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I have split morphism of sites off from site, and in the process made bold to change the definition to the one I think is inarguably correct, using covering-flatness rather than representable-flatness (which is equivalent in case the sites have finite limits and subcanonical topologies). I made corresponding changes to the statements of the theorems relating morphisms of sites to geometric morphisms, but I don’t have the time or energy to change the proofs, so I left them as-is with pointers to my paper for proofs in the general case. It would be nice to have proofs of these theorems in the general case that don’t require the reader to understand $\kappa$-ary exact completion for general $\kappa$, but I can’t think when I might have time to write out such proofs in the foreseeable future myself.
What is a morphism of (∞,1)-sites? nLab does not seem to have an article about them, nor could I find anything in Lurie’s HTT.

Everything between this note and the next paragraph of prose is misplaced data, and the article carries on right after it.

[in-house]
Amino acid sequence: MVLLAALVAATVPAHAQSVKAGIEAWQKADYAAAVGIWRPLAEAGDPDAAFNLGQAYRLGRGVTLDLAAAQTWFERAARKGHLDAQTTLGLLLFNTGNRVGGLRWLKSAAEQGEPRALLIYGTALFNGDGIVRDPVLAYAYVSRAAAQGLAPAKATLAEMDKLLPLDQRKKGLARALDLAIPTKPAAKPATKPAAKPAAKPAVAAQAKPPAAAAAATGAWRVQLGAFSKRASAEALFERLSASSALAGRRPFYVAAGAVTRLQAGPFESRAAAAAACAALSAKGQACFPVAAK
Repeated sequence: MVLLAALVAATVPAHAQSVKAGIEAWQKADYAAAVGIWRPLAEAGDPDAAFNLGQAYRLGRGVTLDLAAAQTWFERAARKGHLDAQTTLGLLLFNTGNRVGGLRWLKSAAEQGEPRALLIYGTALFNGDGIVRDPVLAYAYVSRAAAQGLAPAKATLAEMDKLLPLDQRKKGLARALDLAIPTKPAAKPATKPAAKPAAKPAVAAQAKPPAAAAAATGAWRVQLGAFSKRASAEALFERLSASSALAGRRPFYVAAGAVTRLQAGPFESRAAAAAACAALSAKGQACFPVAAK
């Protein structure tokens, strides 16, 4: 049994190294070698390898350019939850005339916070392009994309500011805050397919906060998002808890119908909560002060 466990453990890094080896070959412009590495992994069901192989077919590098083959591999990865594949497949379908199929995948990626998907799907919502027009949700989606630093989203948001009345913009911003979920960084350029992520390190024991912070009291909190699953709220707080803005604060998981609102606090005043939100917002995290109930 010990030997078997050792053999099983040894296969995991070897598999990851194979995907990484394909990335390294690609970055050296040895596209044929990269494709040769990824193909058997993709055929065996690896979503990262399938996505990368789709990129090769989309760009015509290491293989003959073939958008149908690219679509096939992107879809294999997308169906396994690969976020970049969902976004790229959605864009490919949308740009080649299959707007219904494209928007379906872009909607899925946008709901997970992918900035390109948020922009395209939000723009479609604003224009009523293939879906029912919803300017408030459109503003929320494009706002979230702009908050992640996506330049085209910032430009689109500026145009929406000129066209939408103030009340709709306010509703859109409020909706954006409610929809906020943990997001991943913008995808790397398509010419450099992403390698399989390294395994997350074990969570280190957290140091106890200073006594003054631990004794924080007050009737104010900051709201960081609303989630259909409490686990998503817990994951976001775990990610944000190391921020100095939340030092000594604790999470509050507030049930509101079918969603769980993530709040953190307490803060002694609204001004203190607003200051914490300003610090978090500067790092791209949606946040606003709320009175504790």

Presumably it should be a functor that preserves covering families and satisfies the appropriate analog of being a covering-flat functor. But what is it?
Good question. Of course, for $(\infty,1)$-sites with finite limits, the answer is obvious: the functor has to preserve finite limits. In general, one could turn Proposition 2.15 on the page morphism of sites into a definition. It’s unclear to me whether there will be a useful reformulation of this like there is in the 1-categorical case; $(\infty,1)$-sites without finite limits generally seem to be less well-behaved. For instance, the enveloping $(\infty,1)$-topos of a presheaf 1-topos need not be the corresponding presheaf $(\infty,1)$-topos if the (trivial) site in question lacks finite limits.
Where’s Proposition 2.15 on the page morphism of sites? Section 2 only has Definition 2.1 and Remark 2.2.
(∞,1)-sites without finite limits are quite important, e.g., the site of smooth manifolds or cartesian spaces.
Do we at least know that an ordinary morphism of sites without finite limits induces a geometric morphism of (∞,1)-toposes?
Oops, I meant the page covering-flat functor, sorry.
Offhand I’m not sure we even know that.
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